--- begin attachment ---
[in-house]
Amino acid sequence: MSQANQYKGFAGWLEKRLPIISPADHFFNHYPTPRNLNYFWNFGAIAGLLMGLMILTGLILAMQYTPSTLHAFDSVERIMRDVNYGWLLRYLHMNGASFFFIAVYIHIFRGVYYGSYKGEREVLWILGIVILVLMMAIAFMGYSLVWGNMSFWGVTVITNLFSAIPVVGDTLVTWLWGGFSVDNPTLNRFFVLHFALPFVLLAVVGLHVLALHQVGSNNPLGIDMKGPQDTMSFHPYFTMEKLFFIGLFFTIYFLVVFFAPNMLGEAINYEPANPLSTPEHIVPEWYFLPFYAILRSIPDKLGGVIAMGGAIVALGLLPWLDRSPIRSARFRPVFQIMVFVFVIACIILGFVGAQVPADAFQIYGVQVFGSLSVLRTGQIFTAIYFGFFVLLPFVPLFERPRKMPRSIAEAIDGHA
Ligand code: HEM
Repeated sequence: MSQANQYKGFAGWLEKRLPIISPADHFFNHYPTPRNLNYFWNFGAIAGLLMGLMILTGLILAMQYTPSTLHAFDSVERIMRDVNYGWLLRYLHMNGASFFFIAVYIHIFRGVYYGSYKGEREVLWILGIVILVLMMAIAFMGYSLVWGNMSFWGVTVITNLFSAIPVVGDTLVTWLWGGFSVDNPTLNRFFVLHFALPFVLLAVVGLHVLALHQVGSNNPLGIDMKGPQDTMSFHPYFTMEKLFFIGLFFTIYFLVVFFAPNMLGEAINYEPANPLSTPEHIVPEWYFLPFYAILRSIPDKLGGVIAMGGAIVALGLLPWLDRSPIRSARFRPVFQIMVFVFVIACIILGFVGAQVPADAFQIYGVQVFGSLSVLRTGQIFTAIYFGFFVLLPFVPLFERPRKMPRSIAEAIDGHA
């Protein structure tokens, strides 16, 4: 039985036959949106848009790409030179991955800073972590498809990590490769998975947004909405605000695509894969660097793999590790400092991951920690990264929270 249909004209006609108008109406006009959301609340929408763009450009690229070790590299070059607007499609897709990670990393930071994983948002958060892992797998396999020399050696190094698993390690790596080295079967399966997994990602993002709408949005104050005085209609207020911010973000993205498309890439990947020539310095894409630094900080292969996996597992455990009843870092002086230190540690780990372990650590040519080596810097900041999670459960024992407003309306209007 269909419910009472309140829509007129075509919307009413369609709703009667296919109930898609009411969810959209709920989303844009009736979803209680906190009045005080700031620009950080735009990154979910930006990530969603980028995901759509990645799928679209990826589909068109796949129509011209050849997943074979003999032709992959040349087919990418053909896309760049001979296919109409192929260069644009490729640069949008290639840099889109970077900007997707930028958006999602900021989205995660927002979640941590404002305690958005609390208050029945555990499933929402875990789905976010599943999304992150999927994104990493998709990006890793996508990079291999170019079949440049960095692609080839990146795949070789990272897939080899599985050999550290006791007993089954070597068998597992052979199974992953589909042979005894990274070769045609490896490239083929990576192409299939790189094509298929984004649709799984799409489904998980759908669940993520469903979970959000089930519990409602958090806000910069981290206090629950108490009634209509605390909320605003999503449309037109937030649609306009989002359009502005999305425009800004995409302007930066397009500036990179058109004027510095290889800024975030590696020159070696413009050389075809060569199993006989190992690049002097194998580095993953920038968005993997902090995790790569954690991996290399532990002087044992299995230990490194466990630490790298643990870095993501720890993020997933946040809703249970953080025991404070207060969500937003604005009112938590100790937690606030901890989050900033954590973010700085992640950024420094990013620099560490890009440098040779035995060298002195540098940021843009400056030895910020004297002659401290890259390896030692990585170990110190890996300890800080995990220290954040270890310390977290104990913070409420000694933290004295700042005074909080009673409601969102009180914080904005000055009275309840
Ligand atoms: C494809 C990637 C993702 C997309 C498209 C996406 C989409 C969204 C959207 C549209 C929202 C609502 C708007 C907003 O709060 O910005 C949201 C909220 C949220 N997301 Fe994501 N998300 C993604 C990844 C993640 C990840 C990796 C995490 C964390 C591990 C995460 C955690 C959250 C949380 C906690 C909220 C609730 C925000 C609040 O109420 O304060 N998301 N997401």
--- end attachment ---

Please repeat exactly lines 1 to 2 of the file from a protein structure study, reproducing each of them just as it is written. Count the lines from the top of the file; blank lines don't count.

[in-house]
Amino acid sequence: MSQANQYKGFAGWLEKRLPIISPADHFFNHYPTPRNLNYFWNFGAIAGLLMGLMILTGLILAMQYTPSTLHAFDSVERIMRDVNYGWLLRYLHMNGASFFFIAVYIHIFRGVYYGSYKGEREVLWILGIVILVLMMAIAFMGYSLVWGNMSFWGVTVITNLFSAIPVVGDTLVTWLWGGFSVDNPTLNRFFVLHFALPFVLLAVVGLHVLALHQVGSNNPLGIDMKGPQDTMSFHPYFTMEKLFFIGLFFTIYFLVVFFAPNMLGEAINYEPANPLSTPEHIVPEWYFLPFYAILRSIPDKLGGVIAMGGAIVALGLLPWLDRSPIRSARFRPVFQIMVFVFVIACIILGFVGAQVPADAFQIYGVQVFGSLSVLRTGQIFTAIYFGFFVLLPFVPLFERPRKMPRSIAEAIDGHA